IT Service Delivery: Service Level Management
An enterprise succeeds or fails based on a number of factors, one of the most important of which is the IT service that powers computing and communications. Because of the mission‐critical nature of IT services it is then critical to be able to quantify availability, reliability, and performance.
Service Level Management provides a way to manage, maintain, and improve the quality of IT services. Like many ITIL processes, Service Level Management is a continuous process which includes a cycle of agreeing, monitoring, and reporting IT service levels, allowing system administrators and managers to determine where IT is falling short of expectations. A critical aspect of Service Level Management is that it provides metrics for IT service performance and quality.
Service Level Management relies on three types of agreements:
• Service Level Agreements (SLAs). Agreements between an IT organization and its customers.
• Operational Level Agreements (OLAs). Agreements between units within the IT organization.
• Underpinning Contracts (OCs). Agreements between an IT organization and its suppliers and service providers.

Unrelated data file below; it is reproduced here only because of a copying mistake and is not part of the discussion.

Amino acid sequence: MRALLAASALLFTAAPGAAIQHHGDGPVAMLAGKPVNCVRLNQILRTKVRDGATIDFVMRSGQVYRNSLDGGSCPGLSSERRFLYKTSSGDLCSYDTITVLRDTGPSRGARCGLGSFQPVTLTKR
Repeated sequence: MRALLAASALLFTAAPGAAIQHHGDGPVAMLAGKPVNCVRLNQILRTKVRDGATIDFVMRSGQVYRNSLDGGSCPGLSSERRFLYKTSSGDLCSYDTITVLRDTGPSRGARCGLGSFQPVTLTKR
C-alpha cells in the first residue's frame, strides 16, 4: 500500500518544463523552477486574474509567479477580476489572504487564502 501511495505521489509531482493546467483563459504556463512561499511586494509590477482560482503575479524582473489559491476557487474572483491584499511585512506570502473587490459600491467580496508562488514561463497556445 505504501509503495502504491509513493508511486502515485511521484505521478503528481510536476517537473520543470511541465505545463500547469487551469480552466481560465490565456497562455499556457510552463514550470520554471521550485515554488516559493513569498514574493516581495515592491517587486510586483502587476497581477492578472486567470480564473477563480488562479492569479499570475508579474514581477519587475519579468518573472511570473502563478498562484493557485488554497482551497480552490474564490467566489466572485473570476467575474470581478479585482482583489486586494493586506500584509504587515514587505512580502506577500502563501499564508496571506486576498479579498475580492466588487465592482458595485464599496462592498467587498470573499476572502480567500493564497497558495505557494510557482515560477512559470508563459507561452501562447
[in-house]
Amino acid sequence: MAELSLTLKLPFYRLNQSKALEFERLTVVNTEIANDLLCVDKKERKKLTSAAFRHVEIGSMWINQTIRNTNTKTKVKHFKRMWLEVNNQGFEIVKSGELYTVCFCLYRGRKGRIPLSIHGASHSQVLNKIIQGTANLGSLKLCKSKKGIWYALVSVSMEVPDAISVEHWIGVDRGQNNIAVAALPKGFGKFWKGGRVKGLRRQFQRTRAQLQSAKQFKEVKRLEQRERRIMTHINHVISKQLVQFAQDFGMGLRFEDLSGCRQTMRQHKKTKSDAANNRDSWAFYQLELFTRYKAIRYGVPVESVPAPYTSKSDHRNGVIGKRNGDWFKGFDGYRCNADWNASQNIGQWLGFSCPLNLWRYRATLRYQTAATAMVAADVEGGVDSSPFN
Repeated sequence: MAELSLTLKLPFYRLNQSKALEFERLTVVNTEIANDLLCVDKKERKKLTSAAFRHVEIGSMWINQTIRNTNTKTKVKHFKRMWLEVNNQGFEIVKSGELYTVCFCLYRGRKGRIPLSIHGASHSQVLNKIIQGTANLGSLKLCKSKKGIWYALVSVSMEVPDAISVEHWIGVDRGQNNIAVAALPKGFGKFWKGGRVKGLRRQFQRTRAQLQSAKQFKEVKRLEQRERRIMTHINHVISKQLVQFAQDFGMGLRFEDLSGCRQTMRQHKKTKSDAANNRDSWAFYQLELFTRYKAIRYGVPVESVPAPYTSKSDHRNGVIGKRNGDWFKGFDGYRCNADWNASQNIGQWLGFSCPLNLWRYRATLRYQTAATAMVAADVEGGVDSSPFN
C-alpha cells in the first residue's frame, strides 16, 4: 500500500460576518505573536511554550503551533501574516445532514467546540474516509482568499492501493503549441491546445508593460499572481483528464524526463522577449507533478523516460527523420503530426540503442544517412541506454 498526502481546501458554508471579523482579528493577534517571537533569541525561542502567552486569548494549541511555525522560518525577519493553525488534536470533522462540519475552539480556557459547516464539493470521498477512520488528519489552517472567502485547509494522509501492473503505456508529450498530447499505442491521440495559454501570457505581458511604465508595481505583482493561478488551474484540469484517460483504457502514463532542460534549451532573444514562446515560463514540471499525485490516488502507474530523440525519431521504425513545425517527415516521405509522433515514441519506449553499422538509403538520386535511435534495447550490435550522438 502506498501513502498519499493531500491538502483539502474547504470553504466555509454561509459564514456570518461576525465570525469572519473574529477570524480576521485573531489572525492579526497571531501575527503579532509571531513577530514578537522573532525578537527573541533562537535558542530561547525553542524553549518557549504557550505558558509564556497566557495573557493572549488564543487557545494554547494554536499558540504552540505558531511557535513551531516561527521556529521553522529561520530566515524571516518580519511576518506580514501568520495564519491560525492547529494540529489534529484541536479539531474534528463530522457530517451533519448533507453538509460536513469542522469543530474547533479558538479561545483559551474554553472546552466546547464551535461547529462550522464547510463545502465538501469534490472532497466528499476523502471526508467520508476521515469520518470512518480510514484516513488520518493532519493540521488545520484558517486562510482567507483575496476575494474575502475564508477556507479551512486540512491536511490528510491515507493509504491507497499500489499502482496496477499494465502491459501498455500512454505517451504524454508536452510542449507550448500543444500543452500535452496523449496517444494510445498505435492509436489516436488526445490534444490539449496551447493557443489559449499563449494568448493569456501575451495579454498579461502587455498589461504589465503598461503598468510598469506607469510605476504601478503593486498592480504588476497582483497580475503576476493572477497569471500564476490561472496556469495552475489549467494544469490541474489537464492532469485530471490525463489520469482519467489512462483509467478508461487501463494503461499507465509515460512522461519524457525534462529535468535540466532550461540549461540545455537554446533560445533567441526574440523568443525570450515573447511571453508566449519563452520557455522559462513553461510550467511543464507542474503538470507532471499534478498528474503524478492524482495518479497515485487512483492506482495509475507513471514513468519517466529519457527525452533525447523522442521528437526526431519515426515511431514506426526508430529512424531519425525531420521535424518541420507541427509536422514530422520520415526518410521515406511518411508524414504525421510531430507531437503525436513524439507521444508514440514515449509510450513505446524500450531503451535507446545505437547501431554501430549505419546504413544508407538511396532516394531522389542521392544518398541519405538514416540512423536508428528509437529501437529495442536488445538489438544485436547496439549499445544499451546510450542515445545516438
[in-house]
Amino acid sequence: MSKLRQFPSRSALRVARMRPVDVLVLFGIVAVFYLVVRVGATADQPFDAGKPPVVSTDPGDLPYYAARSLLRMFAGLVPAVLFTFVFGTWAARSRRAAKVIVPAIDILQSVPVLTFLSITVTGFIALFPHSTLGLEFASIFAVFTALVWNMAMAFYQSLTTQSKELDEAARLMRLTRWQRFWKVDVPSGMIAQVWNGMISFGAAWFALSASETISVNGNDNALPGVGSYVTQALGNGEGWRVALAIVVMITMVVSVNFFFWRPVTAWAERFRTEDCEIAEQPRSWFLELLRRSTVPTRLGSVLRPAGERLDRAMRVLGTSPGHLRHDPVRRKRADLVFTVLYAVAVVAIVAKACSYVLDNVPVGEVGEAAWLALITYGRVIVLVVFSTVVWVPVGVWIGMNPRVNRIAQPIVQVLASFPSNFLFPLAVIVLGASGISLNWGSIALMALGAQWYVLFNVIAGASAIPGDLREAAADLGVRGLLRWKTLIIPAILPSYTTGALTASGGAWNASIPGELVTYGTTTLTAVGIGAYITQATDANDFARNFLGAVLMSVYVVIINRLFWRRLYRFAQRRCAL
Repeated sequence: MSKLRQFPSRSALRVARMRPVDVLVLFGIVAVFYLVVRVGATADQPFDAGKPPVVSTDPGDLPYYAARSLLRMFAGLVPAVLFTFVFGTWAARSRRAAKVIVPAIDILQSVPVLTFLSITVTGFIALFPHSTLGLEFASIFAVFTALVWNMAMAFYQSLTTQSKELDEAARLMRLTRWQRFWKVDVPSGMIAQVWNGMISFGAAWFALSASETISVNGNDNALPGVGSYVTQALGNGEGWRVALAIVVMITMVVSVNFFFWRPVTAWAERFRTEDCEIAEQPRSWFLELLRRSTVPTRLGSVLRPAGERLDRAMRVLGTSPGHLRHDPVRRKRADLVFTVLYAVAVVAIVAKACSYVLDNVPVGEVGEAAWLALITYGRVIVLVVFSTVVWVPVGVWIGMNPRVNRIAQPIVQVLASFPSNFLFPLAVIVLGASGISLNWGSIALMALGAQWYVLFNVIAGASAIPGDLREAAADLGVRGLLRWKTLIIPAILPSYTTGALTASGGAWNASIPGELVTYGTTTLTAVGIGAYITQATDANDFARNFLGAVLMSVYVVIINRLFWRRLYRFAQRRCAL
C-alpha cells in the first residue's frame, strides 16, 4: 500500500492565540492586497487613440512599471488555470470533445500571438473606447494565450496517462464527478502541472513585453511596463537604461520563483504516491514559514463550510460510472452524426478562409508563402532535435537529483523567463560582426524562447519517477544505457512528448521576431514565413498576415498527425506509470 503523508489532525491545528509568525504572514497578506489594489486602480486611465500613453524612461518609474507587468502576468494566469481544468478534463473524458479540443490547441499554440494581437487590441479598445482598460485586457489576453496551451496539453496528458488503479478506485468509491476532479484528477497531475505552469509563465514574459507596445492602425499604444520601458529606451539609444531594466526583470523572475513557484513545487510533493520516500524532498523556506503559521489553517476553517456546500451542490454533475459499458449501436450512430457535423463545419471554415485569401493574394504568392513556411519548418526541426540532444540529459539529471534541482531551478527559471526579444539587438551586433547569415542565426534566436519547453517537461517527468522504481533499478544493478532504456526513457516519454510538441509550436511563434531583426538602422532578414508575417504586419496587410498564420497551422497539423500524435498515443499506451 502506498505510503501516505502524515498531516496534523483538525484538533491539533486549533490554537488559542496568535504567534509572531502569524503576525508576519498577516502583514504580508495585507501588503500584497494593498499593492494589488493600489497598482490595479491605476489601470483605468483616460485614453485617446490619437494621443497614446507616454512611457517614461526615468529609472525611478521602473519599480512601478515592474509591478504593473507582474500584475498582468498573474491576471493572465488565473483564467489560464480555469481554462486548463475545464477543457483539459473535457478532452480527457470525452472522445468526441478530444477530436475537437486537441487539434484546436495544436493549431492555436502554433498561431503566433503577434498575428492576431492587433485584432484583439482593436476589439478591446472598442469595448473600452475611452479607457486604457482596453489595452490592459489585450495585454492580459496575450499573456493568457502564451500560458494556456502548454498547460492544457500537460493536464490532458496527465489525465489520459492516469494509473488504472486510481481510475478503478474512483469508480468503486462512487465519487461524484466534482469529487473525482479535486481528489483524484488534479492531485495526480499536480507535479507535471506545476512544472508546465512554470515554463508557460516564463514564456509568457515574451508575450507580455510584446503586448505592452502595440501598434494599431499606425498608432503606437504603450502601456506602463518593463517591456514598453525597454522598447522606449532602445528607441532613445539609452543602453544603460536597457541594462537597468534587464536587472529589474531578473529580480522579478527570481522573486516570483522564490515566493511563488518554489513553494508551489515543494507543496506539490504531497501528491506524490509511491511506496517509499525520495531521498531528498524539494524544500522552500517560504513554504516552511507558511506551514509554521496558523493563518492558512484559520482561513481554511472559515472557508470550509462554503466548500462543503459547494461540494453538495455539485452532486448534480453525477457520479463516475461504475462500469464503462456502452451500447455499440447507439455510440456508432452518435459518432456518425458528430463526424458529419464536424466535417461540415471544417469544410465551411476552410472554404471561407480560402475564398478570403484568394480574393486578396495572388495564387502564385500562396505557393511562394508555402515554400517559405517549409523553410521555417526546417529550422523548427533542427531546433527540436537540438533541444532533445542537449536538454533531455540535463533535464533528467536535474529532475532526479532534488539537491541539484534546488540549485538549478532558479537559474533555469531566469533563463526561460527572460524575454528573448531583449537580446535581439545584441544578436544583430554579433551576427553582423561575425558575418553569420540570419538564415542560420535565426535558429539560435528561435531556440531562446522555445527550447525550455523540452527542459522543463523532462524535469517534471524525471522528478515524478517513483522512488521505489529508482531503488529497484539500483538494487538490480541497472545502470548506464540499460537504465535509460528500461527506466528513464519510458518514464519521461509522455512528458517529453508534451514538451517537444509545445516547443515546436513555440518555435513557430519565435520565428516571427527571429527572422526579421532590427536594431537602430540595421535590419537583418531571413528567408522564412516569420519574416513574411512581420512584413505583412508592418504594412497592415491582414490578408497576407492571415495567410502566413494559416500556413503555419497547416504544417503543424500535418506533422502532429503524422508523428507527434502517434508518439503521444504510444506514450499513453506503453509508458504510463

Each of these agreements requires that an IT organization define its services (known as the Service Catalog) and gather key metrics on the quality of those cataloged services. Knowing this, we can discuss the activities associated with Service Level Management,which include the following:
• Define Service Catalog. Defines the services either provided or supplied to an IT organization.
• Define SLAs. Defines and negotiates the agreements between an IT organization and its customers.
• Define OLAs. Defines and negotiates the agreements between internal units within an IT organization.
• Define UCs. Defines and negotiates the agreements between an IT organization and its suppliers.
• Status Accounting. Gathers metrics and monitors the performance of monitored services.
Table provides a review of the capabilities of each product to address the ITIL activities for Service Level Management.
Microsoft Operations Manager (MOM) has an SLA monitoring capability. It is generally deployed in Windows‐centric environments
For configurability, MOM leverages a point‐and‐click configuration and template system. For example, by using the Exchange SLA Template within MOM several key Exchange SLA parameters may be tracked, ranging from the availability of specific servers within an Exchange infrastructure (e.g., Bridgehead Server Availability) to counts of actual blocked and delivered email.
Service Level Management Product URLs
GroundWork Foundation Monitoring http://gwfoundation.sourceforge.net/
Microsoft System Center:
http://www.microsoft.com/systemcenter/o ... fault.mspx
Hyperic HQ http://www.hyperic.com
IT Infrastructure Library V2/V3 and IT Service Management discussions
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